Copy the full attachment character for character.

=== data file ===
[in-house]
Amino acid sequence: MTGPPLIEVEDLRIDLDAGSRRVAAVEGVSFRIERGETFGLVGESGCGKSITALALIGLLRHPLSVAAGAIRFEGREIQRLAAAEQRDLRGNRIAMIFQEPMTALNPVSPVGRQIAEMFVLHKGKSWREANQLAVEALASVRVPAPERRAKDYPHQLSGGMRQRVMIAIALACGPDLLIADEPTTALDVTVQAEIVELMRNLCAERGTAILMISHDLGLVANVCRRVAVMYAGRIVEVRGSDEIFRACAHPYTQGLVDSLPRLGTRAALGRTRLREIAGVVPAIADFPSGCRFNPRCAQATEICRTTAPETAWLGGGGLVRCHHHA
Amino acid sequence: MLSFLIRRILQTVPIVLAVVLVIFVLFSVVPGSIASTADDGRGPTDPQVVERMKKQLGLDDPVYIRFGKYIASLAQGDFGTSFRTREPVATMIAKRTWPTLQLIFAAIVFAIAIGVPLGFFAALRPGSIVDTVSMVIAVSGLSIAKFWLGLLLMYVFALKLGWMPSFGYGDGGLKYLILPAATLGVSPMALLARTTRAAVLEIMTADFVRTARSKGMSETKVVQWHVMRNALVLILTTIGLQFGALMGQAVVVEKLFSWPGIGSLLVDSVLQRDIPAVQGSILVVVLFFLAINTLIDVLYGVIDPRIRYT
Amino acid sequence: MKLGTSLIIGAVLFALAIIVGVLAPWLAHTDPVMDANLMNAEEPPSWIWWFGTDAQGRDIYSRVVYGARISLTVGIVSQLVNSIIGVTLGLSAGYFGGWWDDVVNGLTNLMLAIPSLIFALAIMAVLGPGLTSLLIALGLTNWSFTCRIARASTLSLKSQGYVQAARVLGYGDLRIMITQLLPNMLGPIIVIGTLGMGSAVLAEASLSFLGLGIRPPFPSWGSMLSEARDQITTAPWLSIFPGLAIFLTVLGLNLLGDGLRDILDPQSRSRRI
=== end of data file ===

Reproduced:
[in-house]
Amino acid sequence: MTGPPLIEVEDLRIDLDAGSRRVAAVEGVSFRIERGETFGLVGESGCGKSITALALIGLLRHPLSVAAGAIRFEGREIQRLAAAEQRDLRGNRIAMIFQEPMTALNPVSPVGRQIAEMFVLHKGKSWREANQLAVEALASVRVPAPERRAKDYPHQLSGGMRQRVMIAIALACGPDLLIADEPTTALDVTVQAEIVELMRNLCAERGTAILMISHDLGLVANVCRRVAVMYAGRIVEVRGSDEIFRACAHPYTQGLVDSLPRLGTRAALGRTRLREIAGVVPAIADFPSGCRFNPRCAQATEICRTTAPETAWLGGGGLVRCHHHA
Amino acid sequence: MLSFLIRRILQTVPIVLAVVLVIFVLFSVVPGSIASTADDGRGPTDPQVVERMKKQLGLDDPVYIRFGKYIASLAQGDFGTSFRTREPVATMIAKRTWPTLQLIFAAIVFAIAIGVPLGFFAALRPGSIVDTVSMVIAVSGLSIAKFWLGLLLMYVFALKLGWMPSFGYGDGGLKYLILPAATLGVSPMALLARTTRAAVLEIMTADFVRTARSKGMSETKVVQWHVMRNALVLILTTIGLQFGALMGQAVVVEKLFSWPGIGSLLVDSVLQRDIPAVQGSILVVVLFFLAINTLIDVLYGVIDPRIRYT
Amino acid sequence: MKLGTSLIIGAVLFALAIIVGVLAPWLAHTDPVMDANLMNAEEPPSWIWWFGTDAQGRDIYSRVVYGARISLTVGIVSQLVNSIIGVTLGLSAGYFGGWWDDVVNGLTNLMLAIPSLIFALAIMAVLGPGLTSLLIALGLTNWSFTCRIARASTLSLKSQGYVQAARVLGYGDLRIMITQLLPNMLGPIIVIGTLGMGSAVLAEASLSFLGLGIRPPFPSWGSMLSEARDQITTAPWLSIFPGLAIFLTVLGLNLLGDGLRDILDPQSRSRRI